Monday 26 September 2011

Up Your Service; Up Your Spirit!

How would you usually rate a service that you received from say a waiter/waitress of a restaurant, cashier of the supermarket etc? I believed you will usually rate them as "Good", "Excellence", "so-so" or "terrible" etc... These are common adjectives associated with services. However, there is a problem here, the subjectivity of these terms. As all these adjectives are very subject to interpretation and thus one person's "good" might be another person's "so-so" and vice versa. That's where the common language of service come into picture

I've just attended a service quality training course provided by Mr Ron Kaufman over the weekend called "Stepping Up Your Service!". I must say that it's an very interesting and participative training program, it should be a fundamental training course for any company who want to inject the service DNA in their company culture. Also, with the highly energetic and explosive style of Mr Ron Kaufman, I guarantee you will enjoy every minute of it. If you like to sneak preview his delivery style, just type "Ron kaufman" in youtube and there is a list of his training video clips for your viewing pleasure. He is also an author of a few service related books, some of them are:

Just a brief highlights of what I've learned:

6 Levels of Service (This is the common language that I am talking about):
  • Unbelievable (Best: Wow factor)
  • Surprising (Something special)
  • Desired (what the customer prefer)
  • Expected (Average)
  • Basic (Bare minimum)
  • Criminal (Worst: below minimum)
The concept of Levels Of Service is a downwards escalator whereby we need to constantly stepping up the levels. Or else, the service that deemed Unbelievable today might be just surprising or even desired in 3 or 6 months' time.

The concept of Perception Points, The Big Pictures and the Service Styles (Direction, Production, Education, Motivation and Inspiration) also play an important part of the overall service delivery.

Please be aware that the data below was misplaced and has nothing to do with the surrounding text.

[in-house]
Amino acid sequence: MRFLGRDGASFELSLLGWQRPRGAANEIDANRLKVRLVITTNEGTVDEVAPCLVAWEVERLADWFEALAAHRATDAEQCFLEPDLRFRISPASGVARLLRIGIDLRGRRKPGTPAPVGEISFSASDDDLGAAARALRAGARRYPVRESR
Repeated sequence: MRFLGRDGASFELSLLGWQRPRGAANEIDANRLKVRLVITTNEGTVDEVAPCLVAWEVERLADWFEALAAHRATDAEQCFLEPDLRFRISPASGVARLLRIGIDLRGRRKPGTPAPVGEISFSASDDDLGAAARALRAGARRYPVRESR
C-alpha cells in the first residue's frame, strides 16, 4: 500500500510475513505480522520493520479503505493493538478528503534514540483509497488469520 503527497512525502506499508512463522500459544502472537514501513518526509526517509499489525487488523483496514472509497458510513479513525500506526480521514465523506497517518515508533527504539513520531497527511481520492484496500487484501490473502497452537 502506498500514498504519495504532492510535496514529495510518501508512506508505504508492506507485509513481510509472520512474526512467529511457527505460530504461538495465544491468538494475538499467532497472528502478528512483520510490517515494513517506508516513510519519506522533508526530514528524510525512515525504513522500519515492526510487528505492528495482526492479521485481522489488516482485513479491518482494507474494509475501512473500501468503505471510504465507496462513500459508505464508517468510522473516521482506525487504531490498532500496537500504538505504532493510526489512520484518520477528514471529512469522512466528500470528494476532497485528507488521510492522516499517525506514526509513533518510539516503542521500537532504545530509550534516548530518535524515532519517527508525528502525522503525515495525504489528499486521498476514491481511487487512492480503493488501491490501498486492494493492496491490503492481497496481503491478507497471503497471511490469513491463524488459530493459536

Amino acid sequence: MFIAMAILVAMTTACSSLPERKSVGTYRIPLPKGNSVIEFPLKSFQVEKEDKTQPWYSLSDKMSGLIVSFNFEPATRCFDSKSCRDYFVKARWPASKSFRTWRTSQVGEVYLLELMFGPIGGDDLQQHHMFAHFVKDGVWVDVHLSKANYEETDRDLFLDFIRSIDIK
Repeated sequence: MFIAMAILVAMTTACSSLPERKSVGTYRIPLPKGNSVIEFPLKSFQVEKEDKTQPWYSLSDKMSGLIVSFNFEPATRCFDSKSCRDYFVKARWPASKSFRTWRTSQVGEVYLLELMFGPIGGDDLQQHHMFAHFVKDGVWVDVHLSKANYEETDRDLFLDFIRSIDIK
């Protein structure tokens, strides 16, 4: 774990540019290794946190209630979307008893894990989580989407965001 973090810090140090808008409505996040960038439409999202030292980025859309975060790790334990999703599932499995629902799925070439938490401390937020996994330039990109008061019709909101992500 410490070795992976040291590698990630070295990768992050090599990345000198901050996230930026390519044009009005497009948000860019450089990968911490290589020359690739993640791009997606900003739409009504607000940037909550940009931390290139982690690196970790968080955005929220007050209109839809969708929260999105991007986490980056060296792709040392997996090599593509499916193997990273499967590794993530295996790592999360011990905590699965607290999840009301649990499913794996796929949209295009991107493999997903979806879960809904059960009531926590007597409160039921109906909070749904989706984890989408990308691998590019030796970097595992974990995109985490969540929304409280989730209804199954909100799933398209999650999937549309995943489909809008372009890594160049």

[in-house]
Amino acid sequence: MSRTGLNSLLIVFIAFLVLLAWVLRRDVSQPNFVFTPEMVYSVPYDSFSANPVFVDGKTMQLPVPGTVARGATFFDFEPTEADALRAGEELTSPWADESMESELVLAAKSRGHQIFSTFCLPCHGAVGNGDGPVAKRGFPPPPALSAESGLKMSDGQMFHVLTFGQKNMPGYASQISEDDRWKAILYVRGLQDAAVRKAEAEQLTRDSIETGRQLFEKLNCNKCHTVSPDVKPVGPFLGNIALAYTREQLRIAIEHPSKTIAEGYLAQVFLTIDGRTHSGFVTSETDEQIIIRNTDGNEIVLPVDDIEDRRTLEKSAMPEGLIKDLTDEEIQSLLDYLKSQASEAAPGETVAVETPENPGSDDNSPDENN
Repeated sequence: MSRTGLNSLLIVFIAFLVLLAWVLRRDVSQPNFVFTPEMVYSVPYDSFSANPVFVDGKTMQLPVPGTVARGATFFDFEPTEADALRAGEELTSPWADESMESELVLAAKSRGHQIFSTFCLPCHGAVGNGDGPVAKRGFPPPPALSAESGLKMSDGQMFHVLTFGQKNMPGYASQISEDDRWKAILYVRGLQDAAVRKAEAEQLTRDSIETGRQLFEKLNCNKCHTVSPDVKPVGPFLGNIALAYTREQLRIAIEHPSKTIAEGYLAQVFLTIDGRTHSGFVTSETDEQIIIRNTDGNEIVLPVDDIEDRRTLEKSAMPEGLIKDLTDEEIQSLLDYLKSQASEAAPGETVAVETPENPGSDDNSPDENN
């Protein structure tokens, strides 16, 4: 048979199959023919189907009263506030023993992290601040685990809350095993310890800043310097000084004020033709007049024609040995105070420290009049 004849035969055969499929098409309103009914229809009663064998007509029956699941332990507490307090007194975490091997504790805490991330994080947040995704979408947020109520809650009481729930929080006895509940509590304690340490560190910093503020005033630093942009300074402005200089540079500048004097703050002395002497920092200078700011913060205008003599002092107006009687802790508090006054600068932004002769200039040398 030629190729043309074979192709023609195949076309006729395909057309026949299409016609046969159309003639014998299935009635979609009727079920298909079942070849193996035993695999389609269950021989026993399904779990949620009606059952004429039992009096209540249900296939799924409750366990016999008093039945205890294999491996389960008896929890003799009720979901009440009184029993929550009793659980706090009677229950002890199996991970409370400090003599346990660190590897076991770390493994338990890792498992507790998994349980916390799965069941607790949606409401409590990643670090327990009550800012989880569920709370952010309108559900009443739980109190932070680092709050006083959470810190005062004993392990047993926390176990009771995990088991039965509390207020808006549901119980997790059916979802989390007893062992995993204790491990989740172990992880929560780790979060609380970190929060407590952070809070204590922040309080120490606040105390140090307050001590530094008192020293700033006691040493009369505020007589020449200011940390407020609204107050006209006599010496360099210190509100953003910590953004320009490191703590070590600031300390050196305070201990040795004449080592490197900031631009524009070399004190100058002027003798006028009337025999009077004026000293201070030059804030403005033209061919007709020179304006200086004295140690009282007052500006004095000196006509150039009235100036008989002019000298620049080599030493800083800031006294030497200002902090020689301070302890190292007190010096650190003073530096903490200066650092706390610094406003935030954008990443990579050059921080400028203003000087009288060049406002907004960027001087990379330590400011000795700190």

So why is the topic of service appear in the inspirational blog like this? I do agree and believe that whenever we are receiving an unbelievable service, we will feel upbeat and happy and positive energy will be spreading around. It is a chain reaction and the people around you will feel upbeat and happy as well in no time.

Also, service is a two ways process (yes, you hear it correctly), we (as a customer) can influence the level of service that we received by practicing some "service" back to the server e.g. by addressing them by name whenever possible (waiter/waitress at the restaurant usually do wear name-tag on their uniform) and treat them as a "profession" and not "servant"! So, everyone play a part in ensuring providing/receiving unbelievable service.

I've learned quite a lot from the course and viewed that this common language of Levels of Service is applicable to all kind of business (online or offline, service-oriented or non-service oriented industries) and even for non-businesses.
Just curious, basing on these 6 levels of service, how would you rate my blog? (you can rate it from the angle of my writing style, the graphics/photos used, user interface etc...). Feel free to rate it and be honest! ;-)


Copyright, Ron Kaufman. Used with permission. Ron Kaufman is the world’s leading educator and motivator for uplifting customer service and building service cultures. He is author of the Uplifting Service and founder of UP! Your Service. For free customer service training articles and video, visit


  1. This is such a lovely write up, and I have called it out to Ron Kaufman, as well as to the rest of the UP Your Service Team.

    We thank you for your dedication to UPLIFTING Service, and for your kind, and generous writings...

    Andrea Ihara
    Sr. VP Business Development
    UP Your Service Global

  2. Greetings Richard,

    I totally agree with you that service is a two way process.
    I think that it is like how guests should be treated when being invited to a person's house.
    We thank each other after leaving.
    Win-win situation.

    Best regards,

  3. Hi Adrea: Thanks for the comment.

    Hi Marcus: Absolutely!